i would tell myself to not put college off, earning money is great but going to school at the same time is even better. Almost every entry-level position requires some school background; it always looks better. Ignore distractions and focus on bettering your future, when it comes down to it, you are the person responsible for paying your own bills. I would also say that college is nothing like high school, your success depends on your drive and dedication. Teacher's on not going to hold your hand and spoon feed you. Learn to be independent and work hard; it will all pay off in the end. Last but not least, make goals and stick with them even when it gets hard.


If I could go back in time and talk to the high school me, I would let myself know college is a necessity in life. I would tell myself to focus on the important aspects of my life, and to stop worrying about being with a particular person. I would also let myself know that college won't be an easy task, but it is possible if I put my mind to the challege. The most important thing I would tell myself would be that choosing a major I will stick with is the key to getting through college. If I choose a major I don't have a passion about, I will fail, as well as waste a lot of time. I will assure myself that college isn't all classes, books, and exams, but also a lot of fun. College is what you make of it. Lastly, I would tell myself to stay in school until I reach my goals.


If i could go back in time and talk to myself as a high school senior, i would tell me seld to work as hard as i could. I would tell myself not to take any short cuts and to practice taking good notes. I would tell myself to worry more about my school more then about my senior year coming to an end. I worked hard as a senior but i know there were times when i just wanted to be out of highs school and into college. I always worked hard and got my work done, but i know i could have done a lot better.


I would say to myself is first off. go away to college becasue its a very good experince. You well know and meet different people see how others are living. make sure you know all you can know. study hard and stay focus.


Apply for more scholarships! Attend school sooner and don't lose that free-ride scholarship you had! Ya moron! The education you are going to get is going to far exceed your wildest dreams, but it won't be where you'll need to be to get the career you want. It will, however, provide you with the ground work for acceptance into a school you never thought you were capable of getting into, and in doing so you will be swamped with more debt than you can possibly imagine right now. Take what money you can get and never, under any circumstance, give up. You can achieve the best if you try, so get off your lazy behind and go apply for some scholarships. It's always worth the effort and when you get accepted into said big fancy school, you'll need all the money you can get! Apply yourself towards everything you do with everything you have and you will reach higher than you ever dreamed possible. Have faith in yourself, and never ever give up.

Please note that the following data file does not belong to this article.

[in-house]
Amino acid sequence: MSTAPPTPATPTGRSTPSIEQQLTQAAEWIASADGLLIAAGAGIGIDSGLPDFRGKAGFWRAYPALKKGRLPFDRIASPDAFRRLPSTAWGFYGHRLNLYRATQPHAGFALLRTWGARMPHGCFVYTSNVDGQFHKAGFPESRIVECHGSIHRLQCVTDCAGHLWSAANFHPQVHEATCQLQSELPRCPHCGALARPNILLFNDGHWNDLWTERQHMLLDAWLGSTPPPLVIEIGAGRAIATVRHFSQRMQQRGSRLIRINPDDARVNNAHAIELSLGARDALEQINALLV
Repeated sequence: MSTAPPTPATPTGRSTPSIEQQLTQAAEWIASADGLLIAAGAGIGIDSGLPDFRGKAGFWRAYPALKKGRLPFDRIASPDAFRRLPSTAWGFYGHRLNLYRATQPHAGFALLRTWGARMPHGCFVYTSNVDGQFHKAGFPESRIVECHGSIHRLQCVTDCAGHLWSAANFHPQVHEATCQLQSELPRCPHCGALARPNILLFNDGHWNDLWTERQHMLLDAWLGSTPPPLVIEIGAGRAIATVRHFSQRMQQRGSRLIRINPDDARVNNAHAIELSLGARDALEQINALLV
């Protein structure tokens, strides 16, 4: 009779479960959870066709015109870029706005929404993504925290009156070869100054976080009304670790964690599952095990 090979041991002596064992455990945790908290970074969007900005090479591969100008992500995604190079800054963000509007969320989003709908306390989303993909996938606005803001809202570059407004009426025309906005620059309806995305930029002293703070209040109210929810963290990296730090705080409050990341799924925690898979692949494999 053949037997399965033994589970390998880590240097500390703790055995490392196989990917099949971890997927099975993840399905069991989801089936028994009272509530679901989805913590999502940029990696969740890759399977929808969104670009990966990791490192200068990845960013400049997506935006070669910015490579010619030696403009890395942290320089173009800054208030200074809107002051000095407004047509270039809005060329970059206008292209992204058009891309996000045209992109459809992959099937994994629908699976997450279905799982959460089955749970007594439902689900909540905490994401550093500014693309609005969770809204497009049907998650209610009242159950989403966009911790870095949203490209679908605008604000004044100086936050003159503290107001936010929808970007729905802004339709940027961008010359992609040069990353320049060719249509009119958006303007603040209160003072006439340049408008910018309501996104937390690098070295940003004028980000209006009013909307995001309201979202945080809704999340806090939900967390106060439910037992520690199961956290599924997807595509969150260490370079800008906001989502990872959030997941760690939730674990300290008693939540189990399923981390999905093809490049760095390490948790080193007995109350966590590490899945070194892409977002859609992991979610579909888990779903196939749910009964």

I would tell my high school self, ACT and SAT scores may pay part (a very small part) of the way through college, but it is not an index of what ease you may expect of college. Think about the essay you'll write seeking med school financial aid on swapping places witha super hero or villain for a day, for which you write 250 about Brain (of Pinky and the Brain), Edison, Fort Minor lyrics, and the Laverne and Shirley theme song. Do more than go to Homecoming with Romell, and if you can take a more challenging Pre-Freshman year load to test the true difficulty of collegiate waters. Start with coffee and regular sleep, and for inspiration, by back that pathophysiology book. More importantly establish a realtionship with the Pre-medical advisory board in the college of applied and natural sciences freshman year. Also, buy your own trumpet, pursue more excercise classes, discern good guys from those who are not, because spark is overrated, get social groups (of sober people), and apply to Lousiana Tech University REU for the summer of 2006. Learn to ask professors questions during their office hours. SMILE, LOVE, LIVE, SERVE and THRIVE.


Live near campus sooner and join a fraternity.


I would beat it into my former self, not literally, that the harder you work in high school, the less problamatic it would/could be. I would make, me, understand that knowing as much as you can pays off--big time.


Buckle down and study harder - I know high school was a breeze, but college kicked you in the seat of your pants the first few years. Develop good study habits NOW, even if it doesn't seem like you need to! You will in the future! Good study habits stay with you for a long time, and if you don't develop them early, you're almost out of luck. Its like learning a second language- you have a much better chance of suceeding if you start early.


I have learned more than just the coursework, I have also leatned many ife lessons including: perseverance, patiance, teamwork, cooperation and how to come back from failure. I've made friends that will last a lifetime and more are to come. This has been one of the best experiences of my life.